About Jayson Tipp from Under The Lake:
"Effervescent, vivacious and all-together engaging" is how one reviewer describes Under The Lake's music, an original sound that Don Dilorio of the North Jersey Herald and News says "doesn't sit easy in any category, thanks to its heavy doses of funkified bass and occasional soul references." It's an sound that Under The Lake refers to as "jazz, groove and attitude." Founded and led by keyboard player Jayson Tipp, Under The Lake's list of credits amassed over the past 25 years include three internationally distributed releases and live performances with a "who's who" list of jazz artists such as Joe Sample
, Billy Cobham
, Keiko Matsui
, Stanley Jordan
, and many others. Under The Lake has been praised in local, regional, national, and international publications including JazzTimes, Jazziz, France's Jazz Hot, Canada's Exclaim, Germany's Cascade, as well as The New York Daily News, UTNE Reader, The Music Paper and All Music Guide. In 2007 they had a Top 50 charting release "People Together." While the line-up has changed over the years, Under The Lake continues to entertain live audiences out of their home city Portland
, Oregon and listeners worldwide online. You can catch them regularly at festivals, concerts, and in clubs in the Pacific Northwest. Instrument(s):
Sax, guitar, keyboard, drums, an bass Teachers and/or influences?
Lots of folks that hear us instantly comment on how we sounds like older Spyro Gyra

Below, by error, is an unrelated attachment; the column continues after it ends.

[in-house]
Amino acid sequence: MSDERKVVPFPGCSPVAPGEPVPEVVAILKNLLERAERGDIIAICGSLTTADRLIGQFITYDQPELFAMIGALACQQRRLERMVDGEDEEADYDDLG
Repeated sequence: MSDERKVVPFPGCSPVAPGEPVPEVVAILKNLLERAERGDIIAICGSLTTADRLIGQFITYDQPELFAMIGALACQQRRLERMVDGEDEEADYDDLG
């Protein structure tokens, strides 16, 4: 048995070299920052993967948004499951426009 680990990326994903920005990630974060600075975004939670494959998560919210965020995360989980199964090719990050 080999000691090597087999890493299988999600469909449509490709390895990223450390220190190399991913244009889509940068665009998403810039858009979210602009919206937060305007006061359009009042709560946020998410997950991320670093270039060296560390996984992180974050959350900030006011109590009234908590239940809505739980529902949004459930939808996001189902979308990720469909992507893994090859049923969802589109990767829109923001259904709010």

, The Crusaders
, and an instrumental version of Steely Dan. Those groups are definitely influences. But there are many other influences that make their way into our playing and writing including Pat Metheny
, John Scofield
, Medeski, Martin & Wood
, Eddie Harris
, and many others. I knew I wanted to be a musician when...
I can't recall the specifics, but I remember riding in the backseat of my father's car when I was very young and hearing jazz from the 40's and 50's on the radio (or it could have been an 8 track). I started memorizing and humming songs. I don't know that I could have said "I want to do that" at the time but certainly when I got a little older, I started to pursue playing. I have two older sisters. One played guitar. When she quit, I asked if I could take lessons. I was 8. That same year I took up trumpet in school band. At age 10, I inherited my grandfather's organ. I started taking lessons on that. By the time I was in high school I had played trumpet, baritone, french horn, and trombone in the school band. Over the years I've taken time off from playing and my life just isn't as complete. Your sound and approach to music:
I started writing music very early on. I was a tinkering and would come across things that sounded good to me or would come up with my own "exercises" -something I wanted to learn to do better. A little while later I realized they could be songs. I was heavily influenced by classic rock growing up and Traffic, Todd Rundgren and Steely Dan in particular. I like rock/pop forms but I don't like how much of the pop/rock form is obvious so I always looked for a way to twist the progression or alter chords. At first I didn't know what I was doing just that I liked what I heard. It didn't take long to find a whole body of music where others were doing something similar...that's when I discovered fusion. And, I like grooves. Grooves with some interesting color over them and improvisation. That's it. Your teaching approach:
I like to get people playing something that is interesting and engaging to them as quickly as possible and then encourage them to explore. I want them to find the areas of opportunity which are challenging and interesting to them. Your dream band:
You could drop me into the 1970's line-up of The Crusaders. That would be pretty good. In the present day, almost any collection of players that John Scofield is performing with is pretty compelling, especially when he's with MMW.